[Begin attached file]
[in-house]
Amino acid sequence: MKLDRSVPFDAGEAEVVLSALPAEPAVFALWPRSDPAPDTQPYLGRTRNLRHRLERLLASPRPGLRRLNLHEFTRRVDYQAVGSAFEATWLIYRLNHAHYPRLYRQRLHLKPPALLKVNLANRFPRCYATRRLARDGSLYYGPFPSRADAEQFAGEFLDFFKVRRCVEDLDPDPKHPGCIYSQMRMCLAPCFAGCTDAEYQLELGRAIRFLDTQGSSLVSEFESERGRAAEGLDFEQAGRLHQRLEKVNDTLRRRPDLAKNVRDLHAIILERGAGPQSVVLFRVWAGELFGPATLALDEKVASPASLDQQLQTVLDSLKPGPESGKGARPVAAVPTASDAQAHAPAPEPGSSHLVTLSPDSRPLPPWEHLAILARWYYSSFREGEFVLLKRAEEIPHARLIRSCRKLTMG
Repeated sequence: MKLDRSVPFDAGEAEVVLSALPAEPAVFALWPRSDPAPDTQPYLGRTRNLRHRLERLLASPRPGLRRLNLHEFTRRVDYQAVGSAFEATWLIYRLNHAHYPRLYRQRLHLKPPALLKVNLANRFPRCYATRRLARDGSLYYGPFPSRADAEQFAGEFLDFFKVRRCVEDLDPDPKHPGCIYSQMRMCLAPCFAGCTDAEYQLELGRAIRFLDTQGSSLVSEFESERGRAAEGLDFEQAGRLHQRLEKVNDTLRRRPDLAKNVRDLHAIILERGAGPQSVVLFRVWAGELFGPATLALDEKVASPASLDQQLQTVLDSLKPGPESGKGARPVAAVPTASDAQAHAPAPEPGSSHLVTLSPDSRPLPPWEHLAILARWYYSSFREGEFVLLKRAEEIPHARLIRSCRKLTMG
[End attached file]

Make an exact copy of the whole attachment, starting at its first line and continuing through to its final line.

[in-house]
Amino acid sequence: MKLDRSVPFDAGEAEVVLSALPAEPAVFALWPRSDPAPDTQPYLGRTRNLRHRLERLLASPRPGLRRLNLHEFTRRVDYQAVGSAFEATWLIYRLNHAHYPRLYRQRLHLKPPALLKVNLANRFPRCYATRRLARDGSLYYGPFPSRADAEQFAGEFLDFFKVRRCVEDLDPDPKHPGCIYSQMRMCLAPCFAGCTDAEYQLELGRAIRFLDTQGSSLVSEFESERGRAAEGLDFEQAGRLHQRLEKVNDTLRRRPDLAKNVRDLHAIILERGAGPQSVVLFRVWAGELFGPATLALDEKVASPASLDQQLQTVLDSLKPGPESGKGARPVAAVPTASDAQAHAPAPEPGSSHLVTLSPDSRPLPPWEHLAILARWYYSSFREGEFVLLKRAEEIPHARLIRSCRKLTMG
Repeated sequence: MKLDRSVPFDAGEAEVVLSALPAEPAVFALWPRSDPAPDTQPYLGRTRNLRHRLERLLASPRPGLRRLNLHEFTRRVDYQAVGSAFEATWLIYRLNHAHYPRLYRQRLHLKPPALLKVNLANRFPRCYATRRLARDGSLYYGPFPSRADAEQFAGEFLDFFKVRRCVEDLDPDPKHPGCIYSQMRMCLAPCFAGCTDAEYQLELGRAIRFLDTQGSSLVSEFESERGRAAEGLDFEQAGRLHQRLEKVNDTLRRRPDLAKNVRDLHAIILERGAGPQSVVLFRVWAGELFGPATLALDEKVASPASLDQQLQTVLDSLKPGPESGKGARPVAAVPTASDAQAHAPAPEPGSSHLVTLSPDSRPLPPWEHLAILARWYYSSFREGEFVLLKRAEEIPHARLIRSCRKLTMG